Belize to Bacalar - Triplogue

Monday, 16 December 1996, Belize City to Orange Walk, 54 miles

That we began our cycling trip in Belize City was largely my mother’s doing. Fred and I had been planning to cycle in this part of the world for some time when she invited us to accompany her on a ten-day ecology-oriented tour. She said she would even pay for our plane tickets from Houston, which made the offer too good to pass up. And the tour turned out to be not at all bad. Our group of fourteen got along overall and had its humorous aspects (see Appendix I, with text by Fred). Martin, our Belizified Brit guide, was amazingly knowledgeable –especially regarding flora and fauna-- and we managed to see a sizable chunk of the country, plus Tikal in Guatemala. During the first part of this tour, the thought of our bicycles waiting for us back in Belize City had a decidedly menacing feel to it; we would be biking in a strange land for the first time and had no idea what to expect. But as the tour wore on, the bikes began to represent freedom –freedom from the handholding and sheparding, freedom from being trapped at a table three times a day with our unlikely companions, freedom to ride in any direction we felt like.

We bid adieu to our elderly traveling companions (including the incredible Sam Adams, who had celebrated his eighty-eighth birthday with us two days before) at the San Pedro airstrip on Ambergris Key, thrilled to be by ourselves and capable of making our own decisions after ten days of being babysat. We were reunited with our bikes at around eight a.m., in a storage closet of the Fort George Hotel. By the time we had changed into our cycling costumes, checked the bikes and loaded up the gear, it was later than we would have ideally set off in the tropical climate. Even threading our way through the confusion of Belize City, we could feel the heat. The whole fifty-some miles to Orange Walk were pancake flat, against a stiff glancing wind. Also slowing us down (sometimes our pace fell below 11mph) was the compositish surface of the road. The most striking feature of the landscape was its very lack of features: monotonous shrubby jungle broken only by the mileage markers which regularly remind us of our sluggish pace. By the time the clouds finally started to roll in, at mile marker 38, I seriously needed a break, and an unfinished house in the middle of nothing provided a nicely shaded concrete slab on which to rehydrate and play backgammon for an hour.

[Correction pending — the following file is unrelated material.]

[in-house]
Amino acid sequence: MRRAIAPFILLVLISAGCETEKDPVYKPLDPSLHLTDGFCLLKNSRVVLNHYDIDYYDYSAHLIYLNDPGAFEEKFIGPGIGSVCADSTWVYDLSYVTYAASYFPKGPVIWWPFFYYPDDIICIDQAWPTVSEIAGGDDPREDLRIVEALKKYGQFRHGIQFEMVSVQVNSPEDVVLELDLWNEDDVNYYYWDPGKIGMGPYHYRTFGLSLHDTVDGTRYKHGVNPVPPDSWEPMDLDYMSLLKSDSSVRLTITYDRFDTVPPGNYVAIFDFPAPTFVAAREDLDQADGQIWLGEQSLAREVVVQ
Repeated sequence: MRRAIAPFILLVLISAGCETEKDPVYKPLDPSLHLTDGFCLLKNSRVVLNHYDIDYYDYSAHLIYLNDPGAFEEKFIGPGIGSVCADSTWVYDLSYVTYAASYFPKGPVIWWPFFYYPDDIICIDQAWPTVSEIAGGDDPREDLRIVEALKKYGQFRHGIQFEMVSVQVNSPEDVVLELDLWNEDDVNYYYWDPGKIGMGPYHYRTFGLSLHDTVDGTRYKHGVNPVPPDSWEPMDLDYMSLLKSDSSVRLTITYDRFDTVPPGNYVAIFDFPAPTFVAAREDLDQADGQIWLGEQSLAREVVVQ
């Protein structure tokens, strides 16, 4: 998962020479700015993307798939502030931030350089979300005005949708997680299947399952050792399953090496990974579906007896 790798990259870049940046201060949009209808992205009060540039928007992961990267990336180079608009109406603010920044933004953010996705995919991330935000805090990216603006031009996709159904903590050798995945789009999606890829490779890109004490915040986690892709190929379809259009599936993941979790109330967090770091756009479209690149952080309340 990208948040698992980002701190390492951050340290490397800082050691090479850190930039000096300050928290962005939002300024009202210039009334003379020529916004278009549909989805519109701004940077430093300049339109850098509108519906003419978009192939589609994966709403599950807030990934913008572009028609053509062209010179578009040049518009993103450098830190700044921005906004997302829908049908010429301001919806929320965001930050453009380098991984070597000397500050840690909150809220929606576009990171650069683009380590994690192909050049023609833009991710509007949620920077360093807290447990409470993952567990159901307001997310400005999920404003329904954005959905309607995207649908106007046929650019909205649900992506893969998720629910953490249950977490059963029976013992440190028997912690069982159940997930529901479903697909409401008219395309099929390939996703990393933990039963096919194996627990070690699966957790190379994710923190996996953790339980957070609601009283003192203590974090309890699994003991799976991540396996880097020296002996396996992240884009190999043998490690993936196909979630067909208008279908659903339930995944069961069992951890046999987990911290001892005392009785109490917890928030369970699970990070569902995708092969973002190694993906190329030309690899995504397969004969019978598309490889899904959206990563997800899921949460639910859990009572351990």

Coming into Orange Walk after a seemingly endless day’s riding, we passed a sugar refinery belching smoke into the sky. Mile-long lines of trucks loaded beyond capacity with sugarcane waited their turn, a preview of the sugarcane fields through which we’d surely be pedaling the next day.

Orange Walk is your basic highwayside shithole of a town that smells and feels like some on the smaller towns in Java. We checked into the first hotel we came upon, which was spartan but comfortable and even had a pool. After chatting with an old Austrian couple who had driven there from San Francisco (yes, the one in California), we went to the pool with postage-stamp sized towels supplied by the hotel, only to discover that the water was probably not treated in any way, and perhaps not a good idea to swim in with all of the blisters and bites we had acquired in the jungle.